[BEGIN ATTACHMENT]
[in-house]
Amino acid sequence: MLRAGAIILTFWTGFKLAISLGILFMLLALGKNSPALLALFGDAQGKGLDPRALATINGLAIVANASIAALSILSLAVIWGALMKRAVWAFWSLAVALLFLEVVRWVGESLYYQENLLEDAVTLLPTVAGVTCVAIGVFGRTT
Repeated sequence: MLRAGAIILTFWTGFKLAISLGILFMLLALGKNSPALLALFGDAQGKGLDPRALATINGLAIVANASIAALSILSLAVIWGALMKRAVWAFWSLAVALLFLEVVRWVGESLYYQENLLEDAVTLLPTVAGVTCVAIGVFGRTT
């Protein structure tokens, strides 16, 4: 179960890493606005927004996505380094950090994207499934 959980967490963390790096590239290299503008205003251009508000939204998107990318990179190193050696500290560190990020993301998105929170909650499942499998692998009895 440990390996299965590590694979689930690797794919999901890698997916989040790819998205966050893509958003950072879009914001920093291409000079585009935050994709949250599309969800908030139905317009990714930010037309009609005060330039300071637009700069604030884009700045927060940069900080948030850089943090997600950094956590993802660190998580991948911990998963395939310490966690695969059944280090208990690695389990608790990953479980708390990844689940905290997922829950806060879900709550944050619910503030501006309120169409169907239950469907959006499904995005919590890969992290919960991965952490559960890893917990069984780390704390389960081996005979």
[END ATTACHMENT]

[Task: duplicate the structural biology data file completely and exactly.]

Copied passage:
[in-house]
Amino acid sequence: MLRAGAIILTFWTGFKLAISLGILFMLLALGKNSPALLALFGDAQGKGLDPRALATINGLAIVANASIAALSILSLAVIWGALMKRAVWAFWSLAVALLFLEVVRWVGESLYYQENLLEDAVTLLPTVAGVTCVAIGVFGRTT
Repeated sequence: MLRAGAIILTFWTGFKLAISLGILFMLLALGKNSPALLALFGDAQGKGLDPRALATINGLAIVANASIAALSILSLAVIWGALMKRAVWAFWSLAVALLFLEVVRWVGESLYYQENLLEDAVTLLPTVAGVTCVAIGVFGRTT
């Protein structure tokens, strides 16, 4: 179960890493606005927004996505380094950090994207499934 959980967490963390790096590239290299503008205003251009508000939204998107990318990179190193050696500290560190990020993301998105929170909650499942499998692998009895 440990390996299965590590694979689930690797794919999901890698997916989040790819998205966050893509958003950072879009914001920093291409000079585009935050994709949250599309969800908030139905317009990714930010037309009609005060330039300071637009700069604030884009700045927060940069900080948030850089943090997600950094956590993802660190998580991948911990998963395939310490966690695969059944280090208990690695389990608790990953479980708390990844689940905290997922829950806060879900709550944050619910503030501006309120169409169907239950469907959006499904995005919590890969992290919960991965952490559960890893917990069984780390704390389960081996005979």